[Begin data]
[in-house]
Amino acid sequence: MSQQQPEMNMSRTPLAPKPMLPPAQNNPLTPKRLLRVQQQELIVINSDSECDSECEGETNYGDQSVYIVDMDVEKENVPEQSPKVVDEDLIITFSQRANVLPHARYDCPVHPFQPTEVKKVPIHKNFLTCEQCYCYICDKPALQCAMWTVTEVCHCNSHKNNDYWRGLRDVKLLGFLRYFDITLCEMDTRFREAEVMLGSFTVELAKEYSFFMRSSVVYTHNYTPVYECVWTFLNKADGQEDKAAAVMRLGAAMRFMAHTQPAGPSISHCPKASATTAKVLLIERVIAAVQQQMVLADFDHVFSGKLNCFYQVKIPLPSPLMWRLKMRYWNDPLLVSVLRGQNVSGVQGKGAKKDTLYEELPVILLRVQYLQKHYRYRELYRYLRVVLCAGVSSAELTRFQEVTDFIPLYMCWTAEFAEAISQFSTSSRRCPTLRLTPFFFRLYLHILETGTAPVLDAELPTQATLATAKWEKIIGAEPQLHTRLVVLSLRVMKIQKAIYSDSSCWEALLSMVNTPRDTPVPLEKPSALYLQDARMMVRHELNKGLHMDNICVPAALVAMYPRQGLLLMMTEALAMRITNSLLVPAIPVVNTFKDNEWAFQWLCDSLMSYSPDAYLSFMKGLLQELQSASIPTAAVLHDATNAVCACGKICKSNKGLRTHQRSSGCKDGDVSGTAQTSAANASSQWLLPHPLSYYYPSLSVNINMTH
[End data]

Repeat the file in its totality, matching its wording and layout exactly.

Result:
[in-house]
Amino acid sequence: MSQQQPEMNMSRTPLAPKPMLPPAQNNPLTPKRLLRVQQQELIVINSDSECDSECEGETNYGDQSVYIVDMDVEKENVPEQSPKVVDEDLIITFSQRANVLPHARYDCPVHPFQPTEVKKVPIHKNFLTCEQCYCYICDKPALQCAMWTVTEVCHCNSHKNNDYWRGLRDVKLLGFLRYFDITLCEMDTRFREAEVMLGSFTVELAKEYSFFMRSSVVYTHNYTPVYECVWTFLNKADGQEDKAAAVMRLGAAMRFMAHTQPAGPSISHCPKASATTAKVLLIERVIAAVQQQMVLADFDHVFSGKLNCFYQVKIPLPSPLMWRLKMRYWNDPLLVSVLRGQNVSGVQGKGAKKDTLYEELPVILLRVQYLQKHYRYRELYRYLRVVLCAGVSSAELTRFQEVTDFIPLYMCWTAEFAEAISQFSTSSRRCPTLRLTPFFFRLYLHILETGTAPVLDAELPTQATLATAKWEKIIGAEPQLHTRLVVLSLRVMKIQKAIYSDSSCWEALLSMVNTPRDTPVPLEKPSALYLQDARMMVRHELNKGLHMDNICVPAALVAMYPRQGLLLMMTEALAMRITNSLLVPAIPVVNTFKDNEWAFQWLCDSLMSYSPDAYLSFMKGLLQELQSASIPTAAVLHDATNAVCACGKICKSNKGLRTHQRSSGCKDGDVSGTAQTSAANASSQWLLPHPLSYYYPSLSVNINMTH